In the Raw: Why Crudo Is Great for Summer Dining in Boston

crudo boston summer

Photograph by Bruce Peterson, Styling by Molly Shuster

Hot summer days call for meals that are light, refreshing, and clean—and crudo, or raw fish that’s sliced and dressed with olive oil, acid (like citrus or vinegar), and herbs—is becoming a local favorite.

At Brine oyster bar, in Newburyport, for example, chef Corey Marcoux has devoted an entire section of the menu to the raw stuff—including littlenecks with charred-lime vinaigrette, and halibut with asparagus and pea purée. “Crudo caters itself to coastal New England dining, where the sun is shining,” Marcoux says. “And people can eat all around the menu and not be weighed down by heavy appetizers.”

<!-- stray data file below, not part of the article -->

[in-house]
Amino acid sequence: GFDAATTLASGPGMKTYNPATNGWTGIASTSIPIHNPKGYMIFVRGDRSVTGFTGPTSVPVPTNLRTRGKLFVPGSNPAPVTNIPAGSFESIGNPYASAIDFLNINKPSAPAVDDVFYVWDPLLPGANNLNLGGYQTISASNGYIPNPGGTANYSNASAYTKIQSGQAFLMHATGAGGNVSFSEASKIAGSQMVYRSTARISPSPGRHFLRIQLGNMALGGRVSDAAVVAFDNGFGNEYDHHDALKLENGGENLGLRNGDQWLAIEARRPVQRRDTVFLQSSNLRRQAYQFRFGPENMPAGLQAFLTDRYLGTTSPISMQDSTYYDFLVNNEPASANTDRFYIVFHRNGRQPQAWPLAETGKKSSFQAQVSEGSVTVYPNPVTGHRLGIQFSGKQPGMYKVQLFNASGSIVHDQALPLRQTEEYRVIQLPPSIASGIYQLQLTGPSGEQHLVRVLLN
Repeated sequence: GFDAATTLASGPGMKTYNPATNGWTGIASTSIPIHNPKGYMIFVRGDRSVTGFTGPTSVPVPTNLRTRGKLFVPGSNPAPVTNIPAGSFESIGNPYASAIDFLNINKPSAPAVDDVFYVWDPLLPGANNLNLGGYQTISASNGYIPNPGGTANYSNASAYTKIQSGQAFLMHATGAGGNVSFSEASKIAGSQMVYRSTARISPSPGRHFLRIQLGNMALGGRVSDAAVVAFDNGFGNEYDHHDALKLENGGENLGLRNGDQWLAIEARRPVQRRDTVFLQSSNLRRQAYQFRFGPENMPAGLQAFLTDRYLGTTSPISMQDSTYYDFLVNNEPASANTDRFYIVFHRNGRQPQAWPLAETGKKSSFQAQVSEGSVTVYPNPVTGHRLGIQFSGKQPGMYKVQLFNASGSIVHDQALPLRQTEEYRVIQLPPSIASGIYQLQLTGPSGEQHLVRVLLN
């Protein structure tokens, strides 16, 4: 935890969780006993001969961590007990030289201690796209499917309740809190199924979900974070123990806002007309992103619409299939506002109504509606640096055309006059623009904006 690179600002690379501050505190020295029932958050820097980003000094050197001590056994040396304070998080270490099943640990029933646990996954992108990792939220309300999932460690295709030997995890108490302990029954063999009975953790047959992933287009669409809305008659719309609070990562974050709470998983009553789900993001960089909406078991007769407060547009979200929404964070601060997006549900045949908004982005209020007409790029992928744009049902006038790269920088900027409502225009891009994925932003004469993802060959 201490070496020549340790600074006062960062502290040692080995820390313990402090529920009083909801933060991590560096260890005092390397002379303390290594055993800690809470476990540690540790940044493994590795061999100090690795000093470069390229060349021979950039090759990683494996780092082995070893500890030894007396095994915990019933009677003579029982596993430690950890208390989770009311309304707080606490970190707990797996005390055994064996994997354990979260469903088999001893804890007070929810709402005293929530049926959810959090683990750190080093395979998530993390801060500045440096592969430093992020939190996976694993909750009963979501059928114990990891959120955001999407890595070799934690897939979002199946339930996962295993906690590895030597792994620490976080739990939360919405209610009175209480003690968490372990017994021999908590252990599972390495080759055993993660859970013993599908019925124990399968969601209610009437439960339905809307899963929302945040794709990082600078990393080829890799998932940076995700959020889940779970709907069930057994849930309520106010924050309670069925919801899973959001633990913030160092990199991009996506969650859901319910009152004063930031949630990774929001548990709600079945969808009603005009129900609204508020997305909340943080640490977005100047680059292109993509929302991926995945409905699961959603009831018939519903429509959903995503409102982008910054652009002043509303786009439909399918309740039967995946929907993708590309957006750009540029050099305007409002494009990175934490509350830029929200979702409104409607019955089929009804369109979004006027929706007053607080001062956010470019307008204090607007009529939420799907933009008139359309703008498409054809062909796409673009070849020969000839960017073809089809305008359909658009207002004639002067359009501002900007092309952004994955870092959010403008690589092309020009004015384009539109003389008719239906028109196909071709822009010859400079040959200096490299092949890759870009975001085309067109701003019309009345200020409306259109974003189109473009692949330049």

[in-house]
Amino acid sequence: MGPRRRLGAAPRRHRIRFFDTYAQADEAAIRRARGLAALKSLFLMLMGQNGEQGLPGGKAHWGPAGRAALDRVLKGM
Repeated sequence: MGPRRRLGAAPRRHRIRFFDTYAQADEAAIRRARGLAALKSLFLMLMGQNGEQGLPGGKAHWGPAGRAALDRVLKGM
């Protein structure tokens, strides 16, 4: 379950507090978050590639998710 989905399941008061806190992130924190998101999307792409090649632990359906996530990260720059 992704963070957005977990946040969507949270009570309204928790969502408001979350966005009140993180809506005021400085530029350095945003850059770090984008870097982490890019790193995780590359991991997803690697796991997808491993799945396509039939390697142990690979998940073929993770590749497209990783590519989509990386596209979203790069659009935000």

Neptune Oyster chef Michael Serpa (whose work is pictured here), meanwhile, features at least three types of crudo on the menu each night. Want to make this summertime-friendly dish at home? Just follow Serpa’s advice: Go with delicate toppings for lighter fish, and more-aggressive seasonings on stronger-flavored varieties, such as tuna. And, of course, work with the freshest product you can find.